If you have access through your current health plan, pre-retirees can save for healthcare expenses with a health savings account (HSA). Contributions are tax deductible and, over time, you can invest your savings for earnings accumulation. These funds, including investment gains, are never taxed as long as they are used to pay eligible healthcare expenses. The account is particularly useful if you don’t tap it until retirement when the money can be used to pay for things like dental and vision care, hearing aids, long-term care insurance premiums, and nursing home costs.

Despite those alarming projections about how much healthcare will cost you in retirement, remember that it can be manageable because it is paid out over time.

How Can a Nonworking Spouse Qualify to Fund an IRA?

One of the fallouts of the COVID-19 pandemic is that millions of people have dropped out of the workforce, particularly female workers with families. While they remain unemployed, these women will have lost the opportunity to build up their retirement nest egg through their employers’ retirement plans. However, those who are married have an option to accumulate retirement funds that will help make up for some of their lost retirement savings.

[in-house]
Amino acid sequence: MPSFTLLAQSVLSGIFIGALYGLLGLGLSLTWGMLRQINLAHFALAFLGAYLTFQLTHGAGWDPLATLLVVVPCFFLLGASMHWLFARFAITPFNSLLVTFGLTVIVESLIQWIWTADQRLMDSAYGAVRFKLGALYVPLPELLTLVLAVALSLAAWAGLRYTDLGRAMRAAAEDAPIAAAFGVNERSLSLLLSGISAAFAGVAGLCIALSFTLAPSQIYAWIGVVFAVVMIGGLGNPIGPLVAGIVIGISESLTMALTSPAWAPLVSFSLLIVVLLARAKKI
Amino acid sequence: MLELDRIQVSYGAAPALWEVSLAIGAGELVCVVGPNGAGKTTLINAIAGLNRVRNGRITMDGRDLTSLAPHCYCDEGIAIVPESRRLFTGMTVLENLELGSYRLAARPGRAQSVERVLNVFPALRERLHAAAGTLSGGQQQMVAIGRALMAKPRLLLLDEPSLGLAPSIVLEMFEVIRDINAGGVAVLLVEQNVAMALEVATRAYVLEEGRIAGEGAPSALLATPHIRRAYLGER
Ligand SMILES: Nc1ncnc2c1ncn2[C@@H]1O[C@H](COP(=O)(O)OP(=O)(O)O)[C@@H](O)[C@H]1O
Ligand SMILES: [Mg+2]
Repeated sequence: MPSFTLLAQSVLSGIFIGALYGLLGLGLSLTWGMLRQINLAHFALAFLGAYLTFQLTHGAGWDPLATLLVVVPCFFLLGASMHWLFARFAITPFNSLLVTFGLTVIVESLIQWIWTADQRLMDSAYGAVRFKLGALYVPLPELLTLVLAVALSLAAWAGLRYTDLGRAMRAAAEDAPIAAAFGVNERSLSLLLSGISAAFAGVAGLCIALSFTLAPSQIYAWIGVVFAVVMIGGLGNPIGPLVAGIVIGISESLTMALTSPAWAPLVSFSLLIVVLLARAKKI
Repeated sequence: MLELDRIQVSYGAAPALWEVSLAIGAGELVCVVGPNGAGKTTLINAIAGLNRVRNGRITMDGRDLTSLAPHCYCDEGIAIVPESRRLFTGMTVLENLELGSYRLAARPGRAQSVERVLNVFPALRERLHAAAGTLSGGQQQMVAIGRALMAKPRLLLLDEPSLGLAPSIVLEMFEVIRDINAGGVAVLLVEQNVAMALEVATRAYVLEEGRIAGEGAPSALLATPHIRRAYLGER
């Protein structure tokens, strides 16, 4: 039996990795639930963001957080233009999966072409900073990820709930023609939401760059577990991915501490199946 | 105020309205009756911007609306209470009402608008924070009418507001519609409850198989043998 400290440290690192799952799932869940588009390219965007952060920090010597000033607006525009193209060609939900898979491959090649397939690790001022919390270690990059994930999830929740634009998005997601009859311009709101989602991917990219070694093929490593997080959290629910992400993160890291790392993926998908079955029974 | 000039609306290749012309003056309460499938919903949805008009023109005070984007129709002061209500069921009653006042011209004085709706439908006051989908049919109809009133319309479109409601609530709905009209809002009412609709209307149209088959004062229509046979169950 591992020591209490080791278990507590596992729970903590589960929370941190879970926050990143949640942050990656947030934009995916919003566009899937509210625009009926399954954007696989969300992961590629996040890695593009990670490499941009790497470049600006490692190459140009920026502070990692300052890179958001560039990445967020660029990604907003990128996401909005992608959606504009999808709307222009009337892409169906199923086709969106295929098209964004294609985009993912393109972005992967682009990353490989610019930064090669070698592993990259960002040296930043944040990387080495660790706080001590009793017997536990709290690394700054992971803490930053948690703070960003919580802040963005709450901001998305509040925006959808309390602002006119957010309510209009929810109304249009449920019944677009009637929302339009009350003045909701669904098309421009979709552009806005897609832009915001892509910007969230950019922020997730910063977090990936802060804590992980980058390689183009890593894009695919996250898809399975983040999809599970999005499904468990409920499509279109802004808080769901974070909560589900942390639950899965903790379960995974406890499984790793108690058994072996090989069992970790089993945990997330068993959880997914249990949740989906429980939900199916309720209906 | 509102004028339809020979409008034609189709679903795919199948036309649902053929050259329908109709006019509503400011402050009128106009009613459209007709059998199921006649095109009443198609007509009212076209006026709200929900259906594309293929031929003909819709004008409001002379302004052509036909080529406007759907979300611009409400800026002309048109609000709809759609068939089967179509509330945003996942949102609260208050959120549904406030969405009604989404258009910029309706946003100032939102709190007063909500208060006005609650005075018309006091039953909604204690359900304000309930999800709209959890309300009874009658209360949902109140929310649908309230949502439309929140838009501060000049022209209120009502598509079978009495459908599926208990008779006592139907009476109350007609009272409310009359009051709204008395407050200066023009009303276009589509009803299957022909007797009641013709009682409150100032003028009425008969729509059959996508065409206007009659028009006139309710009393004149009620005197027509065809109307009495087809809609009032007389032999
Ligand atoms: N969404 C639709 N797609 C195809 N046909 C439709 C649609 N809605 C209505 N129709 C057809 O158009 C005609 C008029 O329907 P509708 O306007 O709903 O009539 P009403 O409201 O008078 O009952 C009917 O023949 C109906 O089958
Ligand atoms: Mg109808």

This frequently overlooked tax benefit is the spousal IRA. Generally, IRA contributions are only allowed for taxpayers who have compensation (the term “compensation” includes wages, tips, bonuses, professional fees, commissions, taxable alimony received, and net income from self-employment). Spousal IRAs are the exception to that rule and allow a nonworking or low-earning spouse to contribute to his or her own IRA, otherwise known as a spousal IRA, as long as his or her spouse has adequate compensation.